Sterling Bank shareholders lost a significant part of their investment in the lender last year, resulting from the creditor’s struggle to attract bullish (optimistic) investors to its stock.
The diminished investment was occasioned by investors being pessimistic about Sterling Bank’s growth, hence, deserting the bank’s share in the capital market.
This negative sentiment birthed a bearish run that saw the creditor’s stock devalue by 28.57 percent within twelve months after the capital market priced the equity low from January’s N2.10kobo down to N1.50kobo in December last year.
Ripples Nigeria analysis showed the dip represented a total loss of N14.97 billion in the total investment of shareholders, which fell to N45.48 billion at the end of December 31, 2021, against the N60.45 billion held January 1 of same year.
Although, the price of Sterling Bank share was up at N1.58kobo as of January 20, 2022, above end of last year’s N1.50kobo per share, but the lender needs more than 5.3 percent year-to-date growth.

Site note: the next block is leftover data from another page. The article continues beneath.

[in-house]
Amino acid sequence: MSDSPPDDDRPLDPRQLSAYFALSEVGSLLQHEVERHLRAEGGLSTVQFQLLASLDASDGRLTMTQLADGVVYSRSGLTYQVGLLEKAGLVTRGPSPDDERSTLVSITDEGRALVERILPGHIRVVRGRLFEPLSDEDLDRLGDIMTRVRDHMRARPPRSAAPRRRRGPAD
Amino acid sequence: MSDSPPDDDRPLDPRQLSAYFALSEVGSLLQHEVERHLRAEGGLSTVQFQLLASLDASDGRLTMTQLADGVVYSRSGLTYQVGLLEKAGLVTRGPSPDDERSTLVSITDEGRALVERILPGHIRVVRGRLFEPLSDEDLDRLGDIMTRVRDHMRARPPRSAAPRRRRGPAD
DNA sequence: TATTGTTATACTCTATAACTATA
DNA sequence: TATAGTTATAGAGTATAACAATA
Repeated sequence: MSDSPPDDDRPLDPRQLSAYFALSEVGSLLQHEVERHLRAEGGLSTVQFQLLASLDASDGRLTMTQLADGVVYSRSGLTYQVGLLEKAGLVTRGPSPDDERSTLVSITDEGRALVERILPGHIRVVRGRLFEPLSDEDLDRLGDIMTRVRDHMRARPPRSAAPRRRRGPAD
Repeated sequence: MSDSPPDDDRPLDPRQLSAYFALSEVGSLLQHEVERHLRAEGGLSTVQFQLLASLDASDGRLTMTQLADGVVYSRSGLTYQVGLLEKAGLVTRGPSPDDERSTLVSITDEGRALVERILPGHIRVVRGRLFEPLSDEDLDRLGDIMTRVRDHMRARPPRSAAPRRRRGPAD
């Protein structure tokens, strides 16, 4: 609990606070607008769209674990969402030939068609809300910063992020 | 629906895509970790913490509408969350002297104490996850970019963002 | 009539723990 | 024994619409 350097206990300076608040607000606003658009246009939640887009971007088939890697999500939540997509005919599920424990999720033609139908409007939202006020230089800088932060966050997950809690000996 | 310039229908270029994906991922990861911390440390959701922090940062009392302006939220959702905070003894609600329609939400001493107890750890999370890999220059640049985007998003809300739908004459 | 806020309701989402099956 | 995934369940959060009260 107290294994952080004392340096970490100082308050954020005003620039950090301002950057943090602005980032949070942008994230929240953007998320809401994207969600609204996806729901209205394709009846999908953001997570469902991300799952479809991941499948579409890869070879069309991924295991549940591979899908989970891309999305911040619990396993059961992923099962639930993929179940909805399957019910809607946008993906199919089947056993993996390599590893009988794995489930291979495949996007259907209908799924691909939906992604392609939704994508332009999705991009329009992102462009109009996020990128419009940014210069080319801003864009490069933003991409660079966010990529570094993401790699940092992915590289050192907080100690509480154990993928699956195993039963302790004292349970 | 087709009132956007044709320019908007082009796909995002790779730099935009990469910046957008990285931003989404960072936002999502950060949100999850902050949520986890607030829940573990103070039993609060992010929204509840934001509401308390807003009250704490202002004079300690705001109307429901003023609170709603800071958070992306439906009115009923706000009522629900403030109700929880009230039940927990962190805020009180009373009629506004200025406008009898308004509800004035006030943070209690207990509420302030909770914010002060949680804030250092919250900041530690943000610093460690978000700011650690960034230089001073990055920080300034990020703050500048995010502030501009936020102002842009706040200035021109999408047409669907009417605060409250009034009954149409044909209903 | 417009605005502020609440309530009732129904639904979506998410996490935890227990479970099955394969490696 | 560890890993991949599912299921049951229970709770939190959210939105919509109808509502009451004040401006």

Sterling Bank risks reclassification to Low-Priced stock group
Companies in the Nigerian capital market are grouped into three price categories, Low-Priced stock group, Medium-Priced stock group and High-Priced group.
To be grouped in any of this category, a company’s stock must trade high or low around, below or above a certain price for four months consecutively, and one of such trade is United Capital, which performance was reported by Ripples Nigeria in August 2021.
And for Sterling Bank, its stock traded mostly below N1.60kobo per share for six months straight last year since falling below the average price of N2 in the second week of July – the commercial bank hasn’t recovered since.
Although, the Nigerian Exchange Group hasn’t reclassified Sterling Bank, but if it continues to replicate its 2021 performance this year, a downgrade of its share will put a risk on the shares held by stakeholders, and have a ripple effect on their investment.
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